Structure-based dynamic analysis of the glycine cleavage system suggests key residues for control of a key reaction step
Molecular shuttles play decisive roles in many multi-enzyme systems such as the glycine cleavage system (GCS) for one-carbon (C1) metabolism. In GCS, a lipoate swinging arm containing an aminomethyl moiety is attached to protein H and serves as a molecular shuttle among different proteins. Protection of the aminomethyl moiety in a cavity of protein H and its release induced by protein T are key processes but barely understood. Here, we present a detailed structure-based dynamic analysis of the induced release of the lipoate arm of protein H. Based on molecular dynamics simulations of interactions between proteins H and T, four major steps of the release process showing significantly different energy barriers and time scales can be distinguished. Mutations of a key residue, Ser-67 in protein H, led to a bidirectional tuning of the release process. This work opens ways to target C1 metabolism in biomedicine and the utilization of formate and CO2 for biosynthesis.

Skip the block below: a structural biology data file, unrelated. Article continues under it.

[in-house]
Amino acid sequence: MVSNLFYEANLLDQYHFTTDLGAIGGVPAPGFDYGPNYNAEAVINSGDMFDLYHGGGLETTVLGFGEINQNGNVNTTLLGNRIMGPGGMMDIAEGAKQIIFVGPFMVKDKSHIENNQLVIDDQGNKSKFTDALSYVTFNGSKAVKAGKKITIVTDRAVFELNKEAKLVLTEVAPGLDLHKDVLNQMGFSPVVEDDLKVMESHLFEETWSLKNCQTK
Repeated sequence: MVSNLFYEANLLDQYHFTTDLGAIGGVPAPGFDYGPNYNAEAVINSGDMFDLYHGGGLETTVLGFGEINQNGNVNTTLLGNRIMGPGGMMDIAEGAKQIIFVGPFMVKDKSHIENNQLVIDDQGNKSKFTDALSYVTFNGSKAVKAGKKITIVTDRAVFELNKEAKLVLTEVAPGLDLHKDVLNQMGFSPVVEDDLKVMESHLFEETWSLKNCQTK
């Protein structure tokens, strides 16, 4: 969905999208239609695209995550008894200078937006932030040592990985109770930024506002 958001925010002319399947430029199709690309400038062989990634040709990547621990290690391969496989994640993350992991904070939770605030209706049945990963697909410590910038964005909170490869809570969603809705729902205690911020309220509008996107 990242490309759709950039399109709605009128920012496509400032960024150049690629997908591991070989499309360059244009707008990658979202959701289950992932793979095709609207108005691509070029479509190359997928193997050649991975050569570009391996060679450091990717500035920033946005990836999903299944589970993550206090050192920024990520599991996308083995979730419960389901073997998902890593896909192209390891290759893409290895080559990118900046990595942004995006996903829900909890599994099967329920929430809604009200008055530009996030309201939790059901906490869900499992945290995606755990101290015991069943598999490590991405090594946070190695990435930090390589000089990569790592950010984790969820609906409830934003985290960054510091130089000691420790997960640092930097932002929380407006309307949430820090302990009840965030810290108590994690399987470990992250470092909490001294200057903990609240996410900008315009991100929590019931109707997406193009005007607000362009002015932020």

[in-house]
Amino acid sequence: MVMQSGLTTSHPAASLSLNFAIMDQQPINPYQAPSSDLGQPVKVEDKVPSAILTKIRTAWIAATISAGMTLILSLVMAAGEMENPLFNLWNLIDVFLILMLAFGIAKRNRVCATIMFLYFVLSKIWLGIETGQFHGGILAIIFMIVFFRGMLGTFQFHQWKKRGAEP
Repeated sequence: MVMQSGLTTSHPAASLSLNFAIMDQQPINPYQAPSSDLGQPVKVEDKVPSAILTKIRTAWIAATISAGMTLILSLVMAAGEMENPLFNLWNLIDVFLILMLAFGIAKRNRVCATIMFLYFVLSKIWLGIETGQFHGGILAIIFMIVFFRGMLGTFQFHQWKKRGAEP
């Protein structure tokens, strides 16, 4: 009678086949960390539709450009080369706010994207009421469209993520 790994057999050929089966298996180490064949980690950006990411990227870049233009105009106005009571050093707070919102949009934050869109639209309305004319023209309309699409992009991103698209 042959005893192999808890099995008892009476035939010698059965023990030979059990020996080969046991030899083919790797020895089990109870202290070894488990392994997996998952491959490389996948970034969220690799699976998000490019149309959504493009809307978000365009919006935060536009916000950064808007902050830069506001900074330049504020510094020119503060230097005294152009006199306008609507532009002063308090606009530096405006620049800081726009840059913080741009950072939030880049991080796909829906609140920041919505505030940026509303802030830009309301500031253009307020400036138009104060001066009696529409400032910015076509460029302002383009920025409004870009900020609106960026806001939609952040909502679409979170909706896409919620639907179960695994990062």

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This work was financially supported by the Beijing Advanced Innovation Center for Soft Matter Science and Engineering and by the Deutsche Forschungsgemeinschaft (DFG) through the project ZE 542/12-1 within the priority program SPP 1934.